Getting to grips with technology-speak – Chatbots

Ask a lawyer about their specialist area of law and they’ll be happy to talk all day. Ask them about the technology that supports their legal practice and they’ll mostly clam up. Why? Because the technology industry seems to have a secret language all of its own that normal business people – and I include lawyers in here – struggle to understand. Two different, but related, terms seem to be cropping up a lot recently. Artificial Intelligence (AI) and Chatbots. In my previous article, we discussed Artificial Intelligence, what it is and why as a lawyer it is relevant.

In this article, we’ll be looking at Chatbots in a similar way.

What is a chatbot?

A chatbot is quite simply a computer programme which conducts a conversation via “auditory” or “textual” methods online. It may simply be scanning for words it recognises in the question you type into your browser or phone. These pop up on websites asking if they can help you. The simplest versions will help you find something on the website, so you tell it in your own words what you’re looking for and it will present you with a selection to choose from. Or it may simply collect contact information and a summary of your question which it then presents to a lawyer as a prospective client.

A chatbot may be much more complex, being programmed to ask for more information until it has enough to enable it to answer a more complex question intelligently. Such as “do I need to engage a lawyer in this matter” or “what sort of fine can I expect for having committed this offence”.

So why should I care?

Chatbots can help reduce overheads such as time spent answering a prospective client’s questions before they decide whether or not to engage you. Or, in the example above, to gather contact and other information about their enquiry on your website which gets submitted.  You can then decide who is best qualified to contact them with more information than you could previously collect using email or a static web form. Using a chatbot also means that your firm can offer some additional information and service availability out of hours which is increasingly becoming a differentiator between firms.  Processes also needs to change internally to ensure a timely response to the new communication channels and a consistent approach to enquiries, regardless of the source. It may also be that you use a more complex chatbot programme on your website to inform a client when they need a lawyer to support them in court. This is an area of ‘intelligent’ technology that we will likely see more of with many new innovative use cases emerging.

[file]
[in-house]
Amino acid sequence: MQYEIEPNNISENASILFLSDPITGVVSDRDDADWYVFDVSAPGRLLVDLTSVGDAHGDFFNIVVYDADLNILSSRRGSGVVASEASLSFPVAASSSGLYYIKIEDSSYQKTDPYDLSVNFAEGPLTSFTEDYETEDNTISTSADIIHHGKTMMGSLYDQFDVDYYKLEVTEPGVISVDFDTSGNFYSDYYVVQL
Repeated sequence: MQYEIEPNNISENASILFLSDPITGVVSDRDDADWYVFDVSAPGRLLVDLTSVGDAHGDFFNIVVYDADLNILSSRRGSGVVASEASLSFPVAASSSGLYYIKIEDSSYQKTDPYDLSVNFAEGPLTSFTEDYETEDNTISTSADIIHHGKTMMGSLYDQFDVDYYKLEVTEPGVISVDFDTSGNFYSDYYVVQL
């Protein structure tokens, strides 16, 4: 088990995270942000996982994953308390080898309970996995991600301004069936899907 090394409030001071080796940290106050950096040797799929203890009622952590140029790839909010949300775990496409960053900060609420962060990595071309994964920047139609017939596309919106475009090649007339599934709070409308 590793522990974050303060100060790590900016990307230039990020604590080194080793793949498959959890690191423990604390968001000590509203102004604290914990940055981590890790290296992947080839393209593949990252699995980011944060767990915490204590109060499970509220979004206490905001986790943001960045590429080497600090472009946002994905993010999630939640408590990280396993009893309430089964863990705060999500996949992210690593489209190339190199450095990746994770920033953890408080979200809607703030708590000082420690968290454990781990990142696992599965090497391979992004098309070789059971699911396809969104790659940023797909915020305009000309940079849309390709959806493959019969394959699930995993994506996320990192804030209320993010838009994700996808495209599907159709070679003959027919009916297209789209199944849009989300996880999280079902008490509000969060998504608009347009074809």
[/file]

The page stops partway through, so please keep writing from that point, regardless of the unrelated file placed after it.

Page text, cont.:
If you want to learn more about Chatbots or related technology we have some useful blog posts here

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Martin Langan, Solicitor and Legal IT Consultant Legal Workflow

practice and case management workflow for law firms

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